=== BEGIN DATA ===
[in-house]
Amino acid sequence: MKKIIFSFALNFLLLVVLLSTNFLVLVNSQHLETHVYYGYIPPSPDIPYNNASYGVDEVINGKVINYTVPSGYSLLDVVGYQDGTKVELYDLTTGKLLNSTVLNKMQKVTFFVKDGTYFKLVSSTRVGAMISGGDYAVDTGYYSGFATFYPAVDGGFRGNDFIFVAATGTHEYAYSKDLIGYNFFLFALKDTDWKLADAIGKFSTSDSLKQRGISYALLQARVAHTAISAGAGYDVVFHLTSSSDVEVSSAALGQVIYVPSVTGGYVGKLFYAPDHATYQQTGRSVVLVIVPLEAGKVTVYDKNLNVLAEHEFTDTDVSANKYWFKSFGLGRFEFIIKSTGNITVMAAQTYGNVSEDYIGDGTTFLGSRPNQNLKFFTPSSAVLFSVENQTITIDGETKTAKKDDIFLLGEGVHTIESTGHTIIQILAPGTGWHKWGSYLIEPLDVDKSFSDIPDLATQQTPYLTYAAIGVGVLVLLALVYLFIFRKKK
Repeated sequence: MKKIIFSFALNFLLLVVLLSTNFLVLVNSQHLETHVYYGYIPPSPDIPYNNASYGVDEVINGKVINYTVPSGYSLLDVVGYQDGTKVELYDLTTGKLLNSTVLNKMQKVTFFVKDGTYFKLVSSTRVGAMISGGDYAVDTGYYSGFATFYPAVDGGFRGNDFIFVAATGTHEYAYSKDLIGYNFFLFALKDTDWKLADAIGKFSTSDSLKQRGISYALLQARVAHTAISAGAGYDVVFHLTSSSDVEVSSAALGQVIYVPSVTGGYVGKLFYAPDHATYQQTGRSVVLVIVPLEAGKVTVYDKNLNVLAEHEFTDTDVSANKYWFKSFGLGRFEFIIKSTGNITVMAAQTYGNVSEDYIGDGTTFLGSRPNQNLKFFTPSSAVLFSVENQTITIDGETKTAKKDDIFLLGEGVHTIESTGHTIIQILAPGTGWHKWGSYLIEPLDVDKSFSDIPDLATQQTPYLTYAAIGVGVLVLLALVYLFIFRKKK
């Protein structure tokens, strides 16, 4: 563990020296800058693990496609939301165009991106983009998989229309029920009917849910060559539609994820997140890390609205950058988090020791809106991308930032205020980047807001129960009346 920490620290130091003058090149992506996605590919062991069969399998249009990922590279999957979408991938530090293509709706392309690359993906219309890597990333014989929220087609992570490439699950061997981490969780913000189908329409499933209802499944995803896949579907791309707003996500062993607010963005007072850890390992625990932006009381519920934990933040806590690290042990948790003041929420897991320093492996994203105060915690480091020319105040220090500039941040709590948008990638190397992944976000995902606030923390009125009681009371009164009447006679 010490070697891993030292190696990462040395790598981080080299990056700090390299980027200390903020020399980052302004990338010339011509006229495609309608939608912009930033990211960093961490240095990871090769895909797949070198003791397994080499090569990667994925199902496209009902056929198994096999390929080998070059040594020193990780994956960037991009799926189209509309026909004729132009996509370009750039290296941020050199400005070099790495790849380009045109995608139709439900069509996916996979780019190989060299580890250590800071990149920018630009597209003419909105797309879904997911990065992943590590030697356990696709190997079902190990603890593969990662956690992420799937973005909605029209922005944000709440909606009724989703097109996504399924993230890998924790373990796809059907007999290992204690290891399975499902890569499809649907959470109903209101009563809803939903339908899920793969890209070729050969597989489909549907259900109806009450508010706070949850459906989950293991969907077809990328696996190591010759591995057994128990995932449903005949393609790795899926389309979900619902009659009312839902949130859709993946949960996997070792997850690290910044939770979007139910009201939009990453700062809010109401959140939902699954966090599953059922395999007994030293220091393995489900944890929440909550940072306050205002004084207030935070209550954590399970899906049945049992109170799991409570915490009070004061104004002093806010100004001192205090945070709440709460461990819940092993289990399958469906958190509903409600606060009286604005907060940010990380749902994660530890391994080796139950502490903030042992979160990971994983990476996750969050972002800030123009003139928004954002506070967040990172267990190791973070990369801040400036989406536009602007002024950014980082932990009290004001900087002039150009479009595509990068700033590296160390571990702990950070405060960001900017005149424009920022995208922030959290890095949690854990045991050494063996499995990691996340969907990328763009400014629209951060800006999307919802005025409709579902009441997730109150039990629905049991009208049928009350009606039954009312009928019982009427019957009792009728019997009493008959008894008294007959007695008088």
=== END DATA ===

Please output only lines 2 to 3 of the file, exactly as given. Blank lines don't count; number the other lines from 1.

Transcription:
Amino acid sequence: MKKIIFSFALNFLLLVVLLSTNFLVLVNSQHLETHVYYGYIPPSPDIPYNNASYGVDEVINGKVINYTVPSGYSLLDVVGYQDGTKVELYDLTTGKLLNSTVLNKMQKVTFFVKDGTYFKLVSSTRVGAMISGGDYAVDTGYYSGFATFYPAVDGGFRGNDFIFVAATGTHEYAYSKDLIGYNFFLFALKDTDWKLADAIGKFSTSDSLKQRGISYALLQARVAHTAISAGAGYDVVFHLTSSSDVEVSSAALGQVIYVPSVTGGYVGKLFYAPDHATYQQTGRSVVLVIVPLEAGKVTVYDKNLNVLAEHEFTDTDVSANKYWFKSFGLGRFEFIIKSTGNITVMAAQTYGNVSEDYIGDGTTFLGSRPNQNLKFFTPSSAVLFSVENQTITIDGETKTAKKDDIFLLGEGVHTIESTGHTIIQILAPGTGWHKWGSYLIEPLDVDKSFSDIPDLATQQTPYLTYAAIGVGVLVLLALVYLFIFRKKK
Repeated sequence: MKKIIFSFALNFLLLVVLLSTNFLVLVNSQHLETHVYYGYIPPSPDIPYNNASYGVDEVINGKVINYTVPSGYSLLDVVGYQDGTKVELYDLTTGKLLNSTVLNKMQKVTFFVKDGTYFKLVSSTRVGAMISGGDYAVDTGYYSGFATFYPAVDGGFRGNDFIFVAATGTHEYAYSKDLIGYNFFLFALKDTDWKLADAIGKFSTSDSLKQRGISYALLQARVAHTAISAGAGYDVVFHLTSSSDVEVSSAALGQVIYVPSVTGGYVGKLFYAPDHATYQQTGRSVVLVIVPLEAGKVTVYDKNLNVLAEHEFTDTDVSANKYWFKSFGLGRFEFIIKSTGNITVMAAQTYGNVSEDYIGDGTTFLGSRPNQNLKFFTPSSAVLFSVENQTITIDGETKTAKKDDIFLLGEGVHTIESTGHTIIQILAPGTGWHKWGSYLIEPLDVDKSFSDIPDLATQQTPYLTYAAIGVGVLVLLALVYLFIFRKKK